(Edward) Rod(man) Serling

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Introduction

(Contemporary Literary Criticism)

(Edward) Rod(man) Serling 1924–1975

American scriptwriter, short story writer, dramatist, and producer.

Serling was one of television's most respected writers. He has been recognized for bringing the maturity and quality of stage drama to television during its early years and for offering provocative entertainment throughout his career. Serling's diverse works address a wide range of controversial issues, including prejudice and political corruption. Critics contend that Serling's iconoclastic attitude, which compelled him to tackle social topics neglected by his peers and to create memorable stories around them, helped move him to the forefront among writers of television's Golden Age.

Serling began selling scripts to radio as a college undergraduate. Like many other radio dramatists, he began to write for television during the early 1950s. In 1955 alone, twenty of his plays were produced on such acclaimed live television drama series as "Playhouse 90," "Studio One," and "Kraft Television Theater." It was on the last-named program that Serling's drama Patterns was first aired. A story of the inhumanity and ruthlessness involved in big business, it made Serling an instant success and won an Emmy Award. It was also the first drama to be repeated by a network in response to popular demand. Serling's best-known teleplay, Requiem for a Heavyweight, was broadcast on "Playhouse 90" in 1956. An account of the descent of a physically and spiritually defeated prize fighter, this drama was awarded an Emmy and, like Patterns, was later adapted for film. Serling won a Peabody Award for outstanding service in broadcasting for Requiem for a Heavyweight, the first time this award was given to a television writer. He won a total of six Emmys during his career, as well as several other awards for outstanding television writing.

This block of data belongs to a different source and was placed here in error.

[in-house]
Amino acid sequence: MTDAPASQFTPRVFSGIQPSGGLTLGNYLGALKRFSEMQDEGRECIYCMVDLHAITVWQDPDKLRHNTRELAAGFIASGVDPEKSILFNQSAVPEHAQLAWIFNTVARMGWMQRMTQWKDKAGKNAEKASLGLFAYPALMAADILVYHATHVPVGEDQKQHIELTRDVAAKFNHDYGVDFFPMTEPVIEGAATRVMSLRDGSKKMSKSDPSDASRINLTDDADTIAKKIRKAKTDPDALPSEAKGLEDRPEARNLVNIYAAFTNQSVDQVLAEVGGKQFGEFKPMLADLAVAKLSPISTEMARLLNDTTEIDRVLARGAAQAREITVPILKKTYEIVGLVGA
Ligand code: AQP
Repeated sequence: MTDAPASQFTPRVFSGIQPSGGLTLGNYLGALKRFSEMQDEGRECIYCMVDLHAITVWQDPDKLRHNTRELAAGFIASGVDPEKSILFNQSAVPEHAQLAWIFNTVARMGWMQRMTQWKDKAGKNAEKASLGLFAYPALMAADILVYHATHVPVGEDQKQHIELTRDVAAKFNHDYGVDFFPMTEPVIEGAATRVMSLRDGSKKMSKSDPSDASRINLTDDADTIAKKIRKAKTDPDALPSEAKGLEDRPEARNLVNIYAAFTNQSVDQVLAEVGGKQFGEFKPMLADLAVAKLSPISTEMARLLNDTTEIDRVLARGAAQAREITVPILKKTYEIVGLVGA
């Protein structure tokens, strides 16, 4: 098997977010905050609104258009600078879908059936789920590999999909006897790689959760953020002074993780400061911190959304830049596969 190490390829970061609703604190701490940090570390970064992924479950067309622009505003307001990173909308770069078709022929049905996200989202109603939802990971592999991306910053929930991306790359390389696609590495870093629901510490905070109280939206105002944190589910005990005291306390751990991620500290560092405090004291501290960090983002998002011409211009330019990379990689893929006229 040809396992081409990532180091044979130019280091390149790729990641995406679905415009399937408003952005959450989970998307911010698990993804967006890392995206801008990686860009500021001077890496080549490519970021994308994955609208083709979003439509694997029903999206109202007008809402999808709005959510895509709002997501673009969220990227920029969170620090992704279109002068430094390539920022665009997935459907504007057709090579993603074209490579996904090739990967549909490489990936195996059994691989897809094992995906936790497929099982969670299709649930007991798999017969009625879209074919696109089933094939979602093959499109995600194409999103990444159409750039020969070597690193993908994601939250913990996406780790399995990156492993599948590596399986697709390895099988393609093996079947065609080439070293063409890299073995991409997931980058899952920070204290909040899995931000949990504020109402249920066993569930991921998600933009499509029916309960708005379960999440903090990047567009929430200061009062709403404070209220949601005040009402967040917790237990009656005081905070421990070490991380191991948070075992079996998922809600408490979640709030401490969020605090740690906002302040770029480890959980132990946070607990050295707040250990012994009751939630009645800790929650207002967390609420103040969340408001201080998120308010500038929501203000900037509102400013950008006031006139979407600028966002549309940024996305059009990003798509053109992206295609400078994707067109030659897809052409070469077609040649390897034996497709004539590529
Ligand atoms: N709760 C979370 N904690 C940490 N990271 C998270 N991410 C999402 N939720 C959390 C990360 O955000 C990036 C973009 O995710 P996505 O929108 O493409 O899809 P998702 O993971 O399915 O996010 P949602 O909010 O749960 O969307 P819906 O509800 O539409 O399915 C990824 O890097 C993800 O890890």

Throughout the mid-1950s and 1960s, Serling impressed most critics with the consistently high quality of his work. He was less popular, however, with network managers and sponsors, whom he publicly criticized for their censorship of television scripts and writers. Serling believed that in order for television to function as an art form as well as entertainment, writers had to have the freedom to explore attitudes and draw conclusions regardless of whether the entire audience shared these views. Serling became known as television's "angry young man" for his zealous dedication to his beliefs, gaining the admiration of many of his contemporaries and helping set the tone for future television drama.

When the demand for live drama died at the end of the 1950s, Serling was among the few writers who successfully adapted to television's new demands. His series "The Twilight Zone," which aired from 1959 to 1964, exemplifies Serling's imagination and versatility. Combining elements of science fiction , fantasy, suspense,...

(The entire section is 668 words.)